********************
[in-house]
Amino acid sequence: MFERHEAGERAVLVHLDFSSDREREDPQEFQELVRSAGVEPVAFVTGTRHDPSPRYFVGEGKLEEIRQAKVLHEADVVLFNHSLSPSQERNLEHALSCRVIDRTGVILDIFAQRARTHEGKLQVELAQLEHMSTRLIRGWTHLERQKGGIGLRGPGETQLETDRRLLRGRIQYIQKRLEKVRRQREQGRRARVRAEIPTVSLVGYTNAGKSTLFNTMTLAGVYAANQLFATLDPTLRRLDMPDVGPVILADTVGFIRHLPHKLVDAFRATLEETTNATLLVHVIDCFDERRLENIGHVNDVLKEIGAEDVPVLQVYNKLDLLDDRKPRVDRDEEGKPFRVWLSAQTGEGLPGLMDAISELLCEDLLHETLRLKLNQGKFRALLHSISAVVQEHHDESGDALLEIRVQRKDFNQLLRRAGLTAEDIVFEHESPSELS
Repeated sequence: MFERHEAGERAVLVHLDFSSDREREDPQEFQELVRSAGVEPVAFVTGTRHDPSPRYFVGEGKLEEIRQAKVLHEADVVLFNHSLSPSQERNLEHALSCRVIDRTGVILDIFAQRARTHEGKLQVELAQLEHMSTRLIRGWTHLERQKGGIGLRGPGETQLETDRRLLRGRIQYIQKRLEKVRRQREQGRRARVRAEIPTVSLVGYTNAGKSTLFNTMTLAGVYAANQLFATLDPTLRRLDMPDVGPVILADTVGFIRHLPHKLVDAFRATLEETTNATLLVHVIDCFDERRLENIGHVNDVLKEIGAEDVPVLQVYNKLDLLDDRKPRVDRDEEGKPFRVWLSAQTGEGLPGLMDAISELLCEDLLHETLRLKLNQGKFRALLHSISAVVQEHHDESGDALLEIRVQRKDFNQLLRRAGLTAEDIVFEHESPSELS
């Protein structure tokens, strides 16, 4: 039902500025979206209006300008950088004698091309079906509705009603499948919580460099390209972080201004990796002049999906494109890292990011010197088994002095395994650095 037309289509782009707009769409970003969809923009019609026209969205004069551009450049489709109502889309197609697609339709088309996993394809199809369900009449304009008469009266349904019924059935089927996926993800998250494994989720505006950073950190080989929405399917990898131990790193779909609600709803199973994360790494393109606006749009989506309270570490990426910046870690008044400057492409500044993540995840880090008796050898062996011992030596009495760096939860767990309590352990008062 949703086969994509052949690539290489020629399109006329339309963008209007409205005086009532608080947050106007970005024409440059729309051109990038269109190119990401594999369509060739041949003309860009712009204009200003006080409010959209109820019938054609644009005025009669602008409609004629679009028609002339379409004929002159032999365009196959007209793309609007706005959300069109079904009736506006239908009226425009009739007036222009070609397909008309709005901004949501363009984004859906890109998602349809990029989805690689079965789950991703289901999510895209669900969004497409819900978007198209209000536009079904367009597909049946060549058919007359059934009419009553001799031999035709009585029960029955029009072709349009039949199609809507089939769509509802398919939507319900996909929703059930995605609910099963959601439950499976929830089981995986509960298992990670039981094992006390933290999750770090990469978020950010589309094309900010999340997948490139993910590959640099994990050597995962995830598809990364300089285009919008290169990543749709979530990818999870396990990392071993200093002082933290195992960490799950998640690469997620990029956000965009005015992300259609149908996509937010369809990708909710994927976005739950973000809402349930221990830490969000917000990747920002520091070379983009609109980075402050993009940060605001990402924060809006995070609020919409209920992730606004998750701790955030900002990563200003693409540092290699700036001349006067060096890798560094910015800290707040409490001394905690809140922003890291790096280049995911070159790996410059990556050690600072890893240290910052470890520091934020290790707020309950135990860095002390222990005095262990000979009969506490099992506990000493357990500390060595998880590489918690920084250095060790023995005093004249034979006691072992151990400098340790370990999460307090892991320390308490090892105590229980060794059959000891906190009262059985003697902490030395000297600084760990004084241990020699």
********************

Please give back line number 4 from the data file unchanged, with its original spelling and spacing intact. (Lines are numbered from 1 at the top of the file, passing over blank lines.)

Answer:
């Protein structure tokens, strides 16, 4: 039902500025979206209006300008950088004698091309079906509705009603499948919580460099390209972080201004990796002049999906494109890292990011010197088994002095395994650095 037309289509782009707009769409970003969809923009019609026209969205004069551009450049489709109502889309197609697609339709088309996993394809199809369900009449304009008469009266349904019924059935089927996926993800998250494994989720505006950073950190080989929405399917990898131990790193779909609600709803199973994360790494393109606006749009989506309270570490990426910046870690008044400057492409500044993540995840880090008796050898062996011992030596009495760096939860767990309590352990008062 949703086969994509052949690539290489020629399109006329339309963008209007409205005086009532608080947050106007970005024409440059729309051109990038269109190119990401594999369509060739041949003309860009712009204009200003006080409010959209109820019938054609644009005025009669602008409609004629679009028609002339379409004929002159032999365009196959007209793309609007706005959300069109079904009736506006239908009226425009009739007036222009070609397909008309709005901004949501363009984004859906890109998602349809990029989805690689079965789950991703289901999510895209669900969004497409819900978007198209209000536009079904367009597909049946060549058919007359059934009419009553001799031999035709009585029960029955029009072709349009039949199609809507089939769509509802398919939507319900996909929703059930995605609910099963959601439950499976929830089981995986509960298992990670039981094992006390933290999750770090990469978020950010589309094309900010999340997948490139993910590959640099994990050597995962995830598809990364300089285009919008290169990543749709979530990818999870396990990392071993200093002082933290195992960490799950998640690469997620990029956000965009005015992300259609149908996509937010369809990708909710994927976005739950973000809402349930221990830490969000917000990747920002520091070379983009609109980075402050993009940060605001990402924060809006995070609020919409209920992730606004998750701790955030900002990563200003693409540092290699700036001349006067060096890798560094910015800290707040409490001394905690809140922003890291790096280049995911070159790996410059990556050690600072890893240290910052470890520091934020290790707020309950135990860095002390222990005095262990000979009969506490099992506990000493357990500390060595998880590489918690920084250095060790023995005093004249034979006691072992151990400098340790370990999460307090892991320390308490090892105590229980060794059959000891906190009262059985003697902490030395000297600084760990004084241990020699």